Price v. United Kingdom

Application No. 33394/96; (2002) 34 EHRR 53; [2001] Crim.L.R. 916
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P, who is a UK national, was four-limb deficient as a result of procomelia due to thalidomide. She also suffered kidney problems. On 20 January 1995, in the course of civil proceedings in Lincoln County Court for recovery of a judgment debt, P refused to answer questions regarding her financial status and was committed to prison for seven days for contempt of court. P was taken immediately into custody. The judge did not make any enquiry into where P would be detained before committing her to immediate imprisonment. P spent that night in a cell in Lincoln Police Station. The police cell was not specially adapted for a disabled person and P submitted that she was unable to use the bed or toilet in the cell. P complained of the cell being too cold several times.

A doctor saw P in the prison cell who noted that P had had to sleep in her wheelchair because she could not access the bed, the cell was not adapted to the needs of a disabled person and that the cell was too cold for someone with P’s level of disability. On 21 January 1995, P was taken to New Hall Women’s Prison, Wakefield where she was detained until the afternoon of 23 January 1995. P had difficulties reaching the bed and toilet in the cell and was tended by prison staff of both sexes in her toilet. P submitted that she was subjected to extremely humiliating treatment as a result of being assisted by male prison officers in her toilet. P had to be catheterised at the time of release because of lack of fluid intake during custody and urine retention due to problems accessing the toilet.

P claimed to have suffered health problems for ten weeks thereafter but supplied no medical evidence to support this. On 30 January 1995, P consulted solicitors with a view to bringing an action in negligence against the Home Office. P was granted legal aid to seek counsel’s opinion. P’s counsel advised that it would be difficult to prove that P suffered ill-treatment in custody and advised that any damages were not likely to exceed GBP 3,000. In the light of this advice P’s legal aid certificate was discharged on 13 May 1996. On 23 July 1996, P filed an application with the Commission, complaining that her committal to prison and treatment in detention violated Article 3. The application was transmitted to the Court on 1 November 1998, and declared admissible on 12 September 2000.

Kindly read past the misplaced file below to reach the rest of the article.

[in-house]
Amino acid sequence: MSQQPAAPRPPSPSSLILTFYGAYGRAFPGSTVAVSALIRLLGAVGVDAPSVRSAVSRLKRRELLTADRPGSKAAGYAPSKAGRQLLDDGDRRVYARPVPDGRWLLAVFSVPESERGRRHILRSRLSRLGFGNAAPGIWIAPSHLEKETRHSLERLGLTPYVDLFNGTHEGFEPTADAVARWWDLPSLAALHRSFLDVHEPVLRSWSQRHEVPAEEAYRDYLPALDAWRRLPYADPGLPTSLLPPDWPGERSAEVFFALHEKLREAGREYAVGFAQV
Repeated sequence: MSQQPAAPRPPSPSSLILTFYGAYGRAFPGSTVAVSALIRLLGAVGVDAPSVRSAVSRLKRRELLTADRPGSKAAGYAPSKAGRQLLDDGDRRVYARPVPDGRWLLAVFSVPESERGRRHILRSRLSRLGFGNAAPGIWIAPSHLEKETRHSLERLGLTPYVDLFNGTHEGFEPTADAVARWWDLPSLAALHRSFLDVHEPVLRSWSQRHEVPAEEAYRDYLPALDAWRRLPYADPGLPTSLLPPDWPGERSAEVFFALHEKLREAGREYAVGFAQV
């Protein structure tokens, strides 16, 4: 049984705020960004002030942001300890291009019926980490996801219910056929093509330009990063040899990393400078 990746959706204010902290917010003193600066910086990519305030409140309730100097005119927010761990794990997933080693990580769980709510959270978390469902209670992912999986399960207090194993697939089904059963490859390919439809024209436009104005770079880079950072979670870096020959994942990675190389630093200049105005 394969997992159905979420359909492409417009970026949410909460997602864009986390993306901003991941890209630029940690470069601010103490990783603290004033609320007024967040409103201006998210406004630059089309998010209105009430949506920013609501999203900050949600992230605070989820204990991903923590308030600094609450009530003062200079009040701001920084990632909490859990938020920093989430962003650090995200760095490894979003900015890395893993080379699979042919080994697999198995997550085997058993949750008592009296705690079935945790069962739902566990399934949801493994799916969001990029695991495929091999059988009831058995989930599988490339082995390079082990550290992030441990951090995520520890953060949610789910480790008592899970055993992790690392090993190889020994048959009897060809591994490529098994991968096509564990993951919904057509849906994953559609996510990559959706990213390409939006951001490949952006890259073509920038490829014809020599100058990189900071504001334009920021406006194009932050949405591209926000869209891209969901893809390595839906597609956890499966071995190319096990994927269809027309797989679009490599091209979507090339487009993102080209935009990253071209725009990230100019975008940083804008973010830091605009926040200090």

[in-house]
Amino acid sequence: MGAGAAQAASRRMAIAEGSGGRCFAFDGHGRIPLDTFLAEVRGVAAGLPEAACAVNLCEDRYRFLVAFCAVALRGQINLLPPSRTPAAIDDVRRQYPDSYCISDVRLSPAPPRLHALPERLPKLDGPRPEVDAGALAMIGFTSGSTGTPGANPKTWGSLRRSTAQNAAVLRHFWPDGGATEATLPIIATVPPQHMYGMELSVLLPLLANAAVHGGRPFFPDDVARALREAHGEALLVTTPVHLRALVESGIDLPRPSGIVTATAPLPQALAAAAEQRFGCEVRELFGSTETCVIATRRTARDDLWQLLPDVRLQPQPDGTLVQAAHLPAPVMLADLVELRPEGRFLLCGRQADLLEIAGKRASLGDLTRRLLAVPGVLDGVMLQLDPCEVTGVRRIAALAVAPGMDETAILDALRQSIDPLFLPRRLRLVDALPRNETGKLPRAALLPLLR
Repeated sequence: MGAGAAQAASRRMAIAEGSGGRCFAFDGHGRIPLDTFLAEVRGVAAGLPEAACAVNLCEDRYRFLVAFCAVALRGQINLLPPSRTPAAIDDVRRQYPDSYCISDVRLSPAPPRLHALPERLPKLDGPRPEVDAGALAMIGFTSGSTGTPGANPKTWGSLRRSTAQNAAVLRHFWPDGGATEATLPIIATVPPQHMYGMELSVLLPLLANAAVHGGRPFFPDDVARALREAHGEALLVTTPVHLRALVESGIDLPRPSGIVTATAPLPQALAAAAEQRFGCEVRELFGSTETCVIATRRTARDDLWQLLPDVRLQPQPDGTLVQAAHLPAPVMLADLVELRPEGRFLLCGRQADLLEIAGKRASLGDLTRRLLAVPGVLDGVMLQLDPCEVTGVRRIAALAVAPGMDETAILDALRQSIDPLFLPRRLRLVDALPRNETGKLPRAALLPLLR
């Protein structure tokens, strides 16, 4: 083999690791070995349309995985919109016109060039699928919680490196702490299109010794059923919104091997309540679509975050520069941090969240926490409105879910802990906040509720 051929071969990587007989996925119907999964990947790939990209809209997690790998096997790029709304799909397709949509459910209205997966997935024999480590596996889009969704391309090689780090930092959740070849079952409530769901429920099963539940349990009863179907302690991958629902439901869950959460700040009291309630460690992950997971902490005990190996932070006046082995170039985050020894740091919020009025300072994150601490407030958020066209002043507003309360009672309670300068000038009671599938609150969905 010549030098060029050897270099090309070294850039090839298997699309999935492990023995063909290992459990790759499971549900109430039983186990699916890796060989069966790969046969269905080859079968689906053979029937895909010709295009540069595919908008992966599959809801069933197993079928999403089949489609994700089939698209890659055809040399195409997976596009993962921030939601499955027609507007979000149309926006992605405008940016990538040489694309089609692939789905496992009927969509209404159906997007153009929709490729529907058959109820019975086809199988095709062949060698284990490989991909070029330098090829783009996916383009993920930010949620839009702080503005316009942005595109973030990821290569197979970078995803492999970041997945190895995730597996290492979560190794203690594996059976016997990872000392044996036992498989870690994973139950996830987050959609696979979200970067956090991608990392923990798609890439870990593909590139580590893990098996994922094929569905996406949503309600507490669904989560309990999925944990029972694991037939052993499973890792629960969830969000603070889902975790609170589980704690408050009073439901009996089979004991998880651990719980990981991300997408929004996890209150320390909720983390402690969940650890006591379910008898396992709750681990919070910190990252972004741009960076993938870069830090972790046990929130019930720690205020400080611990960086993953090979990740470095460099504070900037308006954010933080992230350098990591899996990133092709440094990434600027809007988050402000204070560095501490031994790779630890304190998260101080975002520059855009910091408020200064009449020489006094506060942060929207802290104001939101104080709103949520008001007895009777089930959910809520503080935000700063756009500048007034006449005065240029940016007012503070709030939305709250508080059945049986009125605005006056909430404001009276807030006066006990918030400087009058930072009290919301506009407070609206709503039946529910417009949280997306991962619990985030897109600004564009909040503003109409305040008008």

[Adapted from INTERIGHTS summary, with permission]

The Court held that: (1) ill-treatment must attain a minimum level of severity if it is to fall within the scope of Art 3; (2) the assessment of this minimum level of severity is relative and depends on the circumstances of the case, including the duration of treatment, its physical and mental effects and, in some cases, the sex, age and state of health of the victim; (3) the sentencing judge took no steps before committing P to immediate imprisonment – a particularly harsh sentence – to ascertain where she would be detained or to ensure that the facilities could cope with her severe level of disability; (4) there were notes in P’s admissions records by a doctor and a staff nurse expressing concern over the problems that were likely to be encountered during her detention, including reaching the bed and the toilet, hygiene and fluid intake; (5) such was the concern over the difficulties P would face during her detention that the prison governor authorized staff to attempt to find P a place in an outside hospital; (6) P had to be catheterized by the time of her release due to lack of fluid intake and difficulties accessing the toilet; (7) the fact that there is no evidence of any positive intention to humiliate or debase P does not conclusively rule out a finding of violation of Art 3 (Peers v Greece); (8) detaining a seriously disabled person in conditions where she is dangerously cold, risks developing sores because her bed is too hard or unreachable, and is unable to go to the toilet or keep clean without great difficulty constitutes degrading treatment in violation of Art 3; and (9) within three months of final judgment, the state is to pay P GBP 4,500 in respect of non-pecuniary damages and GBP 4,000 in respect of legal costs and expenses (and default interest at the statutory rate of interest applicable in the UK at the date of final judgment which is 7.5 per cent).


[Adapted from INTERIGHTS summary, with permission]